One bedtime about 11 years ago, my 5yo daughter did not want to go to bed, so she asked me to tell her a story. Not to read one from a book — but to make one up for her.
She and her brother would often spend time on long car rides telling stories together. First they would agree on a premise, and then the girl would say what she wanted her character to do, and the boy, acting as narrator / dungeon master, would describe what happened next.
So instead of just telling a story for my daughter, I put her in a scenario — she was lost in the woods looking for the entrance to a cave. Not exactly original, but before long I had her encounter a gazebo that, when she entered it and pulled a lever, turned out to be connected by a cable to a steampunk airship that had been taken over by the Dastardly Count Catastrophe. That first adventure, which lasted a week or so, was a musical — each nightly episode included an ad-libbed song or two. Before long, the boy wanted in on the storytime. Each night, after turning off the light, I would spend about 15 minutes advancing the plot, and then we’d spend about 15 more minutes on “interactive time,” in which the kids would each pick a character to role-play.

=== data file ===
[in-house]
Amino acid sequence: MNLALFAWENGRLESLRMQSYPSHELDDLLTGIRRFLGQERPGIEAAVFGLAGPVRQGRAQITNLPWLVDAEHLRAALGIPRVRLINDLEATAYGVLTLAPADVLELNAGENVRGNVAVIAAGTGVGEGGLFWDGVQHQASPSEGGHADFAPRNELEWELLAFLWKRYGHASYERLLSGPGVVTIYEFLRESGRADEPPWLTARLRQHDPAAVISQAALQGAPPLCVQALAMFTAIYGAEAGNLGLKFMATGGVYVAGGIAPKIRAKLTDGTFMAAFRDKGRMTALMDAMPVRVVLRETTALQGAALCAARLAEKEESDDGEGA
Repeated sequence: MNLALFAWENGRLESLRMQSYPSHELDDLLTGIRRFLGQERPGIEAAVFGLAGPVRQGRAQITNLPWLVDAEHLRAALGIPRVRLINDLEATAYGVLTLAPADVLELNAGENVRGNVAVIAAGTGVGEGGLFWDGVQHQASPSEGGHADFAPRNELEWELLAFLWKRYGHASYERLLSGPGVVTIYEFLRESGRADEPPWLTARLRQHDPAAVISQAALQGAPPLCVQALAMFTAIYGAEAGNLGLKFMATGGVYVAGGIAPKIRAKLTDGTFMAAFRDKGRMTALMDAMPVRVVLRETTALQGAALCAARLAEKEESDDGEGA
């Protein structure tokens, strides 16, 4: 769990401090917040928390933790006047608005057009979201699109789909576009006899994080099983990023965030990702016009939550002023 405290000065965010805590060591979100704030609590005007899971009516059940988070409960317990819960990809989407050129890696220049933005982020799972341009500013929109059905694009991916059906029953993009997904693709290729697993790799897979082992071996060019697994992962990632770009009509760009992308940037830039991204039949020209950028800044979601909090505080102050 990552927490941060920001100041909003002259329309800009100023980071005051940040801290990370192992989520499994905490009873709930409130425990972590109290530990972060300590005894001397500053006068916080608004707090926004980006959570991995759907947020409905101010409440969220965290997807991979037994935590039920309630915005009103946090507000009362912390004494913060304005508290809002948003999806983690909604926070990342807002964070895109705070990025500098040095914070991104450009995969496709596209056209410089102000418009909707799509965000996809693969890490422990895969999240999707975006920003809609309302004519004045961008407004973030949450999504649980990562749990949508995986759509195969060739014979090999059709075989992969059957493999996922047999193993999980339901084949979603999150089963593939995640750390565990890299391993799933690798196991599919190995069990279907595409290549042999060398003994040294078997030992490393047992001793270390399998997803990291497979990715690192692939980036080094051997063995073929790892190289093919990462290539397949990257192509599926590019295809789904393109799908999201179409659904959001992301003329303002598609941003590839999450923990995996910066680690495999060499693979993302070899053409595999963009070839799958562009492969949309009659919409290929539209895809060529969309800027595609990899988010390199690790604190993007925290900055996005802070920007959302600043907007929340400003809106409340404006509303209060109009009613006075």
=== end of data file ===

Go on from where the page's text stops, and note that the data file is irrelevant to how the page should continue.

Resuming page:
I kept that story going for about five years. At one point, these stories were as real and important to the kids as any franchise; they went through a phase when they pulled apart their Star Wars and Indiana Jones Legos in order to make characters from “The Magnificent Blimpship.” When the boy was 13 or 14 he grew more interested in reading his own nonfiction books at bedtime, and around the same time by age 10 or so the girl was so involved in theater that we had less time for the elaborate bedtime ritual.
The girl is now 16 and the boy 20. Bedtime is just a quick good-night, if even that. I have more free time in the evenings now. This summer, I’ve been trying to level up my skills in Blender 3D and the Unity game engine. Rather than just noodle around, I’ve given myself the task of trying to realize, in the form of a computer game, some of the characters and scenes from the bedtime stories the kids and I created.